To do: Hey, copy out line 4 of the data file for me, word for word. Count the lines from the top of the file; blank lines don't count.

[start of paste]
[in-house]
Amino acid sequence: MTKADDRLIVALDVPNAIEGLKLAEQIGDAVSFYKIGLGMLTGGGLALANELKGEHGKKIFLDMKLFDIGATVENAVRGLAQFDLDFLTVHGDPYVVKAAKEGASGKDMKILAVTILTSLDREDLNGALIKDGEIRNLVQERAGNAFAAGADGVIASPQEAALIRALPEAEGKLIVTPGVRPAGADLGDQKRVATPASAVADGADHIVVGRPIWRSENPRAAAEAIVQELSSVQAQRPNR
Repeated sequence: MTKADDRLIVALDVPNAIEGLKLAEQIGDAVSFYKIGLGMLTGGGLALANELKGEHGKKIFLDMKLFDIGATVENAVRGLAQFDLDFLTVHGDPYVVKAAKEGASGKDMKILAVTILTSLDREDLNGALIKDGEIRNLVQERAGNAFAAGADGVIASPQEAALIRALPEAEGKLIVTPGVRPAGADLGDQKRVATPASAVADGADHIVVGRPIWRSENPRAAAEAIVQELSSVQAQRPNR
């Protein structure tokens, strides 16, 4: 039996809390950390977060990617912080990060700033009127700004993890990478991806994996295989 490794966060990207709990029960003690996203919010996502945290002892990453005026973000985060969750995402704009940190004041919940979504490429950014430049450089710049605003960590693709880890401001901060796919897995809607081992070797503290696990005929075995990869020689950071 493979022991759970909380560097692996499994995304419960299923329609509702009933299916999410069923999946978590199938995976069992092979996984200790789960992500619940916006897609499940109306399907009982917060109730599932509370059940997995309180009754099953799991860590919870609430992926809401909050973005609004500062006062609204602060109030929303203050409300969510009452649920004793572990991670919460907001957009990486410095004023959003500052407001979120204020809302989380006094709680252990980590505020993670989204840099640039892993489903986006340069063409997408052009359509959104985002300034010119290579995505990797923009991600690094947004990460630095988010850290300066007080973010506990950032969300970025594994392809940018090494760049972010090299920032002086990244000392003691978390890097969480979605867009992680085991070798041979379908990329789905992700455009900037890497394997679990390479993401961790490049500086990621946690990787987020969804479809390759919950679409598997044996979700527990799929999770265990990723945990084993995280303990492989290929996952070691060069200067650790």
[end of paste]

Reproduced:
């Protein structure tokens, strides 16, 4: 039996809390950390977060990617912080990060700033009127700004993890990478991806994996295989 490794966060990207709990029960003690996203919010996502945290002892990453005026973000985060969750995402704009940190004041919940979504490429950014430049450089710049605003960590693709880890401001901060796919897995809607081992070797503290696990005929075995990869020689950071 493979022991759970909380560097692996499994995304419960299923329609509702009933299916999410069923999946978590199938995976069992092979996984200790789960992500619940916006897609499940109306399907009982917060109730599932509370059940997995309180009754099953799991860590919870609430992926809401909050973005609004500062006062609204602060109030929303203050409300969510009452649920004793572990991670919460907001957009990486410095004023959003500052407001979120204020809302989380006094709680252990980590505020993670989204840099640039892993489903986006340069063409997408052009359509959104985002300034010119290579995505990797923009991600690094947004990460630095988010850290300066007080973010506990950032969300970025594994392809940018090494760049972010090299920032002086990244000392003691978390890097969480979605867009992680085991070798041979379908990329789905992700455009900037890497394997679990390479993401961790490049500086990621946690990787987020969804479809390759919950679409598997044996979700527990799929999770265990990723945990084993995280303990492989290929996952070691060069200067650790």